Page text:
MORGANTOWN — During Monday’s one-on-one competition period at West Virginia University preseason football practice, sophomore running back Alec Sinkfield was lined up against freshman defensive back Tykee Smith.
Sinkfield had a brief chat with redshirt junior quarterback Jack Allison before getting set and ready for the snap. He ran straight, then put a move on Smith and broke for the corner of the end zone. Smith played tight defense on the play, but Sinkfield still found a way to haul in a pretty good pass from Allison with one hand and a defensive back draped all over him. It could be a sign of things to come for the West Virginia offense.
The Mountaineers have four running backs — Sinkfield, Kennedy McKoy, Leddie Brown and Martell Pettaway — who will all likely see playing time in 2019. Finding creative ways to get the ball in their hands has been on the to-do list for the new WVU coaching staff and so far during the preseason getting the running backs involved in the passing game appears to be a part of those plans.
“Coming out of spring we realized that we have some talented running backs and we’re going to have to use them in a variety of ways,” first-year WVU coach Neal Brown said. “We challenged them, particularly Sinkfield and McKoy, to work on their receiving skills and route running during the summer, and I think they’re going to help us in those spots. They’re going to give us some versatility in what we’re doing offensively. We can stay in the same personnel groupings and present different formations. I’m pleased with where both of those guys are in terms of learning that, and Pettaway is getting better at it as well.”
Last season, the Mountaineers would occasionally throw to a running back, but it certainly was not a big part of the WVU offense in 2018. The four running backs combined for 29 receptions totaling 369 yards and three touchdowns. McKoy, a senior this year for WVU, led that group last season with 17 catches for 224 yards and one receiving touchdown. This year, McKoy said he expects to see the backs more involved in the passing game.
“I have seen more in this offense how they want the running back to be more incorporated in the passing game,” McKoy said. “I think there is a lot more route running in this offense. I think it suits me — I like to catch the ball and I think I have good hands.”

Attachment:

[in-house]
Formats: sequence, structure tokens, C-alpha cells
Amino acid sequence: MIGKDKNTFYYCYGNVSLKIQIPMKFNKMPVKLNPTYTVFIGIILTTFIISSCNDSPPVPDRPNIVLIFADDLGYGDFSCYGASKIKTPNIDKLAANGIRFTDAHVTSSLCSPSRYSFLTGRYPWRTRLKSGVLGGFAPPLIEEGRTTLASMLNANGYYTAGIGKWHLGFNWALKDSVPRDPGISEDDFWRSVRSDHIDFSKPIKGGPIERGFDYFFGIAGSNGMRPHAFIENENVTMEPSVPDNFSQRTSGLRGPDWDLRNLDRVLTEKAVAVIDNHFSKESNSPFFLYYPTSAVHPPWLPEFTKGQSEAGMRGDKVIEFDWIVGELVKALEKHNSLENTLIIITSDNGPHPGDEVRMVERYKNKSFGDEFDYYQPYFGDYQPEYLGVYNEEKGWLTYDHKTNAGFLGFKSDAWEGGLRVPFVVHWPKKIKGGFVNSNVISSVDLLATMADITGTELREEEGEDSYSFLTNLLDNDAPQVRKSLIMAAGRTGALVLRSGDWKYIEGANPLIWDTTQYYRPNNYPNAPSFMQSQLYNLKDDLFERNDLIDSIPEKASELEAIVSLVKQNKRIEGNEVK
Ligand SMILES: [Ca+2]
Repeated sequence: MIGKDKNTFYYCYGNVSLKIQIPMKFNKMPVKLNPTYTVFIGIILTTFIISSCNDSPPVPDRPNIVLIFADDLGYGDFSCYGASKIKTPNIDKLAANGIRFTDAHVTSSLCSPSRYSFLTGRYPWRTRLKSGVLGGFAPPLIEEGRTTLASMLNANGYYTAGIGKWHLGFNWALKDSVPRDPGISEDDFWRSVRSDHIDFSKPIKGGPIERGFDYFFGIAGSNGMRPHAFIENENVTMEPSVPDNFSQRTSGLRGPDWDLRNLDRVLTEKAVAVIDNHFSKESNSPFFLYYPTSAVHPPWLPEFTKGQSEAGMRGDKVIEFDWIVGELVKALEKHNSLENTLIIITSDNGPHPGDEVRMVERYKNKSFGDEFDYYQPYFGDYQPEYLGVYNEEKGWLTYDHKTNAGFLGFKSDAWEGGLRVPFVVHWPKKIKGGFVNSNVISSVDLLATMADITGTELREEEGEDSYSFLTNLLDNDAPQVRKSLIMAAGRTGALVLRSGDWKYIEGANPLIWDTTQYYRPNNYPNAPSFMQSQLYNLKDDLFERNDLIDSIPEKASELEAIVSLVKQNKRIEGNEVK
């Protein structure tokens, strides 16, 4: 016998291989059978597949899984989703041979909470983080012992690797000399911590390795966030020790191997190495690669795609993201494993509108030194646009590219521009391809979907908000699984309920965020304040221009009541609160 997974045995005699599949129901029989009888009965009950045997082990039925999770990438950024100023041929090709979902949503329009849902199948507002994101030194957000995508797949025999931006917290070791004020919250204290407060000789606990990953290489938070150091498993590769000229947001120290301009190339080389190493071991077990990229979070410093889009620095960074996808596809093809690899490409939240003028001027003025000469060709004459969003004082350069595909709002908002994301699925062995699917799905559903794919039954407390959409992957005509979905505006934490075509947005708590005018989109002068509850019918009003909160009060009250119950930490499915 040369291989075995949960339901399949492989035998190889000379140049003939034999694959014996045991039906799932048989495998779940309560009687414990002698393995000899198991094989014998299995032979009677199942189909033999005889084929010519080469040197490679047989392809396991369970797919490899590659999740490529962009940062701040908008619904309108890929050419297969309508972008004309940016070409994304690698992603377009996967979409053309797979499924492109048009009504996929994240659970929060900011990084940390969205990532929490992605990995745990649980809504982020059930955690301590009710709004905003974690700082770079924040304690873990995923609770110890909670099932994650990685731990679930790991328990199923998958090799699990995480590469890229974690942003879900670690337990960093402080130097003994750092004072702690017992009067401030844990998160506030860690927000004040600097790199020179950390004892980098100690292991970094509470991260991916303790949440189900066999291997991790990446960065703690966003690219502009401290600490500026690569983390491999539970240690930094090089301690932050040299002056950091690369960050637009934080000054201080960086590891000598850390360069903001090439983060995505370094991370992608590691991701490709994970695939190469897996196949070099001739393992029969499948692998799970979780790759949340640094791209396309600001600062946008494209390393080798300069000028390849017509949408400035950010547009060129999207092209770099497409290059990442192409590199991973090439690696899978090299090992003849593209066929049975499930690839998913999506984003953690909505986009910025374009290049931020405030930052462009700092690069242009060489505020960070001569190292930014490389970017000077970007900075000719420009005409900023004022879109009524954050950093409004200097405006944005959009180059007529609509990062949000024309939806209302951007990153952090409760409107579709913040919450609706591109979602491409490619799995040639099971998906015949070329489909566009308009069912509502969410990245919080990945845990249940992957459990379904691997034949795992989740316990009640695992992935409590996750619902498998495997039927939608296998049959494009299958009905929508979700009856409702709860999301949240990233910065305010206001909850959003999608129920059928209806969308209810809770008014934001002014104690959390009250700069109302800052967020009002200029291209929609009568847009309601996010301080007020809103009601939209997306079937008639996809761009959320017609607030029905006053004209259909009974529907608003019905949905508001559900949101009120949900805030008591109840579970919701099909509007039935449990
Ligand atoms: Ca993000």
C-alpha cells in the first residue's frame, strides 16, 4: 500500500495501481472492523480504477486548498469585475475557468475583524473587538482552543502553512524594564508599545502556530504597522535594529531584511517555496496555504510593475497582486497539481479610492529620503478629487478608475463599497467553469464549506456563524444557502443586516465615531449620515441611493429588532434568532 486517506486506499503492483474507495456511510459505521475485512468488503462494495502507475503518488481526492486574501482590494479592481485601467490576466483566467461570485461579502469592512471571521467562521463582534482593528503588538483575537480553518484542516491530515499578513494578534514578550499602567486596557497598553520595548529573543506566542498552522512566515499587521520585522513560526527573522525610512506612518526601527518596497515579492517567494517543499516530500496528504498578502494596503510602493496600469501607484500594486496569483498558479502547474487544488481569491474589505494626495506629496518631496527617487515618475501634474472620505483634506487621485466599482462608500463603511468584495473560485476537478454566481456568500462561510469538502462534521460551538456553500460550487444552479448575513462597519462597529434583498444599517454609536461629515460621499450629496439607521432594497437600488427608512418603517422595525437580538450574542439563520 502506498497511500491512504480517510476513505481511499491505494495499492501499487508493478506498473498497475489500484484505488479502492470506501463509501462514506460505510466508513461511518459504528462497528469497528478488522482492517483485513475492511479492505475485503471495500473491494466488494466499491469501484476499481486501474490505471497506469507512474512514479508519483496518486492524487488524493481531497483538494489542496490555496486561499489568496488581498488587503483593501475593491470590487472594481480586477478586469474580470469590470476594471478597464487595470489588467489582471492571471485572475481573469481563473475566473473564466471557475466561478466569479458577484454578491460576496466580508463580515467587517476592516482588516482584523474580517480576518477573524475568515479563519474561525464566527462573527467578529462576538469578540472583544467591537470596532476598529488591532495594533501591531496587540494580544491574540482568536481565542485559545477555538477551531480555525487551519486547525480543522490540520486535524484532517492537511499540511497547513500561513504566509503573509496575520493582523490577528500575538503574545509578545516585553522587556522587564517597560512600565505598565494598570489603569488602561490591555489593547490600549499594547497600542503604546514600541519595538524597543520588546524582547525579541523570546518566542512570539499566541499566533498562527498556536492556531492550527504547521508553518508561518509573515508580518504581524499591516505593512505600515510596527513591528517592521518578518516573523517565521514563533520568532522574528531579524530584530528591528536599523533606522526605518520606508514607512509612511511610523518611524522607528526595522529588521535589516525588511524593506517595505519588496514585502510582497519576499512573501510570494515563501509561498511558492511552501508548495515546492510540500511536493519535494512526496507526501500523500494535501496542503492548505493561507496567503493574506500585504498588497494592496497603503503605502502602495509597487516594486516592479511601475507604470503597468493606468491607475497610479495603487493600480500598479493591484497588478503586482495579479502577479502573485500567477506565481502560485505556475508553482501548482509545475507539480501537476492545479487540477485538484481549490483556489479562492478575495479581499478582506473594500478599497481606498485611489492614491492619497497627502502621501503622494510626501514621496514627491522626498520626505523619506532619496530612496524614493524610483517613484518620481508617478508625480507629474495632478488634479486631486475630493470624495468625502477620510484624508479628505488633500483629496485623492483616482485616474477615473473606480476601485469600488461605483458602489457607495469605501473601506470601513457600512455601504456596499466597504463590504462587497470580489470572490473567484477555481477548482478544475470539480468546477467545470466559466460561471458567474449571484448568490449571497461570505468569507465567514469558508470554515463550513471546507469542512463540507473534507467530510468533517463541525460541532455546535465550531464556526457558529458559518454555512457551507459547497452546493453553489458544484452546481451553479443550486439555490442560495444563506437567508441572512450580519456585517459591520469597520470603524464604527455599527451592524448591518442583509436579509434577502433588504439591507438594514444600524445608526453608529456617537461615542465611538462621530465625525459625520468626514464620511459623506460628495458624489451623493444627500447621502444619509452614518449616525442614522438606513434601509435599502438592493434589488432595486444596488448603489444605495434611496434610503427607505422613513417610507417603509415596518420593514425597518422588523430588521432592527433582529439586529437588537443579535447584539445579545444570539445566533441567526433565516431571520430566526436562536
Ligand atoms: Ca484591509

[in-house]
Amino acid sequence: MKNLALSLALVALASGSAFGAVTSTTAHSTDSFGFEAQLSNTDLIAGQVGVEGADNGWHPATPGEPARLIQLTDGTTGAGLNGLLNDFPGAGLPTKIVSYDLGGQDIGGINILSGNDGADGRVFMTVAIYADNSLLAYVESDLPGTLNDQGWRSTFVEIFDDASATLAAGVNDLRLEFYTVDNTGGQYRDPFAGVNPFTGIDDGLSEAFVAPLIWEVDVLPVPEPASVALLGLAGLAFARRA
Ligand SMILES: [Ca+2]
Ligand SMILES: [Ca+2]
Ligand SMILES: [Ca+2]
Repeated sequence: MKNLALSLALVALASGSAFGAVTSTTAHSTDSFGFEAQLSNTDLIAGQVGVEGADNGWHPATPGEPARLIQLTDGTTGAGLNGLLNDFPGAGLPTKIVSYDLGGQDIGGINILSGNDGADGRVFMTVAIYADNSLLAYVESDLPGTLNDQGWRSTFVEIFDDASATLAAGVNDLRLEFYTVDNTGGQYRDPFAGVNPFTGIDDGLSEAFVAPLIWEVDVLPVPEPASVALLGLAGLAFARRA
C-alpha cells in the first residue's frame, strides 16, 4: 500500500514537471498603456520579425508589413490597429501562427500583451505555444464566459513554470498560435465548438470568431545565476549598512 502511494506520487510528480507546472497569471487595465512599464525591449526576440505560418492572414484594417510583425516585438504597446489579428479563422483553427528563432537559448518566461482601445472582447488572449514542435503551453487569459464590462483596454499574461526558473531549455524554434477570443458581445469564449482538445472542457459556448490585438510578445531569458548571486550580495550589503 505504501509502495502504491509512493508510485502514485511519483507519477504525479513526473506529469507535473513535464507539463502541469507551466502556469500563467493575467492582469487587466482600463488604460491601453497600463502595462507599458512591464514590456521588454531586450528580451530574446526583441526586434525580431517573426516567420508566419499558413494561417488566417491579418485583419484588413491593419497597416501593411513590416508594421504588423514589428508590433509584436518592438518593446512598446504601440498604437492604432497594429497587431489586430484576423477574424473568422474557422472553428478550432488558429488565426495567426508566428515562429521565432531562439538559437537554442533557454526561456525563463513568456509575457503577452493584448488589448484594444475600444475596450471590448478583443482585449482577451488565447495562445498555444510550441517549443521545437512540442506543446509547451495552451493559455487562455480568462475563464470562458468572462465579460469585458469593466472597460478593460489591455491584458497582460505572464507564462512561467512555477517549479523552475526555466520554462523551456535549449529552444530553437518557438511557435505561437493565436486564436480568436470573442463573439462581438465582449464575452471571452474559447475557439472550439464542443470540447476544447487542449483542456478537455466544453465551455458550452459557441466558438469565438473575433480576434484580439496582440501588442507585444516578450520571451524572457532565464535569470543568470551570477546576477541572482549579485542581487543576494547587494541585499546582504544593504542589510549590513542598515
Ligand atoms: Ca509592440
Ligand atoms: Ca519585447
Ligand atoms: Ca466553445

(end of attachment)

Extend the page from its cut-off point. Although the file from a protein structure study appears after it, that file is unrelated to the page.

Sinkfield might even do more for the passing game than just being a running back who can catch. This season, he could see some time split out of the backfield or lined up as a slot receiver for the Mountaineers.
“Catching the ball is like second nature to me,” Sinkfield said. “I think we all catch the ball pretty well. Some of those guys are more short-yardage backs, but my catching is definitely something that sets me apart.”
That is not just one player who is confident in his abilities — others have taken notice of Sinkfield’s pass-catching ability as well.
“I’ve seen a big improvement out of Alec Sinkfield,” McKoy said. “This year he’s kind of going to take a little bit of a different role. He might be playing a little more receiver this year, but you know that’s just something that is going to help him. He’s a real versatile guy — he is real quick with his feet and has good hips and has the ball skills. He can catch the ball good, and those are all things that are going to help him get more touches and get on the field more.”
Even the full-time receivers have taken notes on what Sinkfield can bring to the table in the passing game. Redshirt freshman Sam James had high praise for his teammate on Thursday.
“I love him at receiver,” James said. “I can’t lie, I love Sink at receiver because he’s versatile. We can bring him out the backfield and line him up. I love to see him out there running routes.”
And about that one-handed catch Sinkfield made earlier this week in practice?
“That was crazy,” James said. “He reminds me of Alvin Kamara from the Saints — just the way he runs in the slot and stuff like that. That one-handed catch was crazy.”